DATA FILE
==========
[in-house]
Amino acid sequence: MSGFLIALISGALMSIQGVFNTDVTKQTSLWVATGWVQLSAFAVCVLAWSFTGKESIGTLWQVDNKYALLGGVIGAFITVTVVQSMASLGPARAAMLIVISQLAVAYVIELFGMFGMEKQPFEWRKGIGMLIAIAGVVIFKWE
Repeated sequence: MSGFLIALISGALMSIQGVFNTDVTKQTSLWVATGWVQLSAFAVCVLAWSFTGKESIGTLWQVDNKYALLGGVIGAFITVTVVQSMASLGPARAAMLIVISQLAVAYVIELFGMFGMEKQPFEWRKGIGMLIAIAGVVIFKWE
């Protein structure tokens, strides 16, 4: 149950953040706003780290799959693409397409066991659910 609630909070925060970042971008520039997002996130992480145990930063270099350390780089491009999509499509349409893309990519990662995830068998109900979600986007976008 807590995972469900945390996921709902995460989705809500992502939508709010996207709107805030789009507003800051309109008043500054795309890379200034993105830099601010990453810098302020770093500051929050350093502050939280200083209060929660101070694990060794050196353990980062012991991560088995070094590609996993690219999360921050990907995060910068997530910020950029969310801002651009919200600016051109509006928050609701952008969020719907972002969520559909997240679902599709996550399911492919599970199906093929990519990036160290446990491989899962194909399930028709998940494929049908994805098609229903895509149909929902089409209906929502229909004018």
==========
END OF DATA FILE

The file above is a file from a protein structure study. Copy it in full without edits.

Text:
[in-house]
Amino acid sequence: MSGFLIALISGALMSIQGVFNTDVTKQTSLWVATGWVQLSAFAVCVLAWSFTGKESIGTLWQVDNKYALLGGVIGAFITVTVVQSMASLGPARAAMLIVISQLAVAYVIELFGMFGMEKQPFEWRKGIGMLIAIAGVVIFKWE
Repeated sequence: MSGFLIALISGALMSIQGVFNTDVTKQTSLWVATGWVQLSAFAVCVLAWSFTGKESIGTLWQVDNKYALLGGVIGAFITVTVVQSMASLGPARAAMLIVISQLAVAYVIELFGMFGMEKQPFEWRKGIGMLIAIAGVVIFKWE
């Protein structure tokens, strides 16, 4: 149950953040706003780290799959693409397409066991659910 609630909070925060970042971008520039997002996130992480145990930063270099350390780089491009999509499509349409893309990519990662995830068998109900979600986007976008 807590995972469900945390996921709902995460989705809500992502939508709010996207709107805030789009507003800051309109008043500054795309890379200034993105830099601010990453810098302020770093500051929050350093502050939280200083209060929660101070694990060794050196353990980062012991991560088995070094590609996993690219999360921050990907995060910068997530910020950029969310801002651009919200600016051109509006928050609701952008969020719907972002969520559909997240679902599709996550399911492919599970199906093929990519990036160290446990491989899962194909399930028709998940494929049908994805098609229903895509149909929902089409209906929502229909004018």